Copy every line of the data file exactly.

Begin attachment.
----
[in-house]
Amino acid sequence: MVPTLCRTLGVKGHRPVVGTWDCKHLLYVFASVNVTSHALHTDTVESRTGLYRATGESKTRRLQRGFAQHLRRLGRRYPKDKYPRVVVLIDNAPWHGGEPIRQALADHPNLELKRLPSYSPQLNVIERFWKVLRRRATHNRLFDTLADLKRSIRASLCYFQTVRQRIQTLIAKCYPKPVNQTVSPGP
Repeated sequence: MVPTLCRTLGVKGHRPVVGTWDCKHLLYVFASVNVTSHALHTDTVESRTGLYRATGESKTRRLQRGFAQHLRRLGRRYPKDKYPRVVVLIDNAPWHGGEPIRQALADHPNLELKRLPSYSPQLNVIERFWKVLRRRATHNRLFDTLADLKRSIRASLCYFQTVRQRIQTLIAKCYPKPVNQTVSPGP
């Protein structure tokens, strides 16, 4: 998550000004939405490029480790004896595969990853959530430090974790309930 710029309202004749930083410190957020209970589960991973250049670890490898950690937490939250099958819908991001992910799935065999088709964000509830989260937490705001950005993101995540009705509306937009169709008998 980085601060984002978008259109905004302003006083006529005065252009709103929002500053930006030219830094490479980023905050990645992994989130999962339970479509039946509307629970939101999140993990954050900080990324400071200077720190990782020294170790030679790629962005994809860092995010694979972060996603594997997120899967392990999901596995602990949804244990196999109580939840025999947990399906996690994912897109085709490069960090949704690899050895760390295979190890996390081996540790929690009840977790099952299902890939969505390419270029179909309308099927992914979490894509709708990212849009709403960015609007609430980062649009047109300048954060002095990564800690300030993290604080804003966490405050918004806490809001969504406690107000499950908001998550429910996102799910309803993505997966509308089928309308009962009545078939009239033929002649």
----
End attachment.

[in-house]
Amino acid sequence: MVPTLCRTLGVKGHRPVVGTWDCKHLLYVFASVNVTSHALHTDTVESRTGLYRATGESKTRRLQRGFAQHLRRLGRRYPKDKYPRVVVLIDNAPWHGGEPIRQALADHPNLELKRLPSYSPQLNVIERFWKVLRRRATHNRLFDTLADLKRSIRASLCYFQTVRQRIQTLIAKCYPKPVNQTVSPGP
Repeated sequence: MVPTLCRTLGVKGHRPVVGTWDCKHLLYVFASVNVTSHALHTDTVESRTGLYRATGESKTRRLQRGFAQHLRRLGRRYPKDKYPRVVVLIDNAPWHGGEPIRQALADHPNLELKRLPSYSPQLNVIERFWKVLRRRATHNRLFDTLADLKRSIRASLCYFQTVRQRIQTLIAKCYPKPVNQTVSPGP
């Protein structure tokens, strides 16, 4: 998550000004939405490029480790004896595969990853959530430090974790309930 710029309202004749930083410190957020209970589960991973250049670890490898950690937490939250099958819908991001992910799935065999088709964000509830989260937490705001950005993101995540009705509306937009169709008998 980085601060984002978008259109905004302003006083006529005065252009709103929002500053930006030219830094490479980023905050990645992994989130999962339970479509039946509307629970939101999140993990954050900080990324400071200077720190990782020294170790030679790629962005994809860092995010694979972060996603594997997120899967392990999901596995602990949804244990196999109580939840025999947990399906996690994912897109085709490069960090949704690899050895760390295979190890996390081996540790929690009840977790099952299902890939969505390419270029179909309308099927992914979490894509709708990212849009709403960015609007609430980062649009047109300048954060002095990564800690300030993290604080804003966490405050918004806490809001969504406690107000499950908001998550429910996102799910309803993505997966509308089928309308009962009545078939009239033929002649």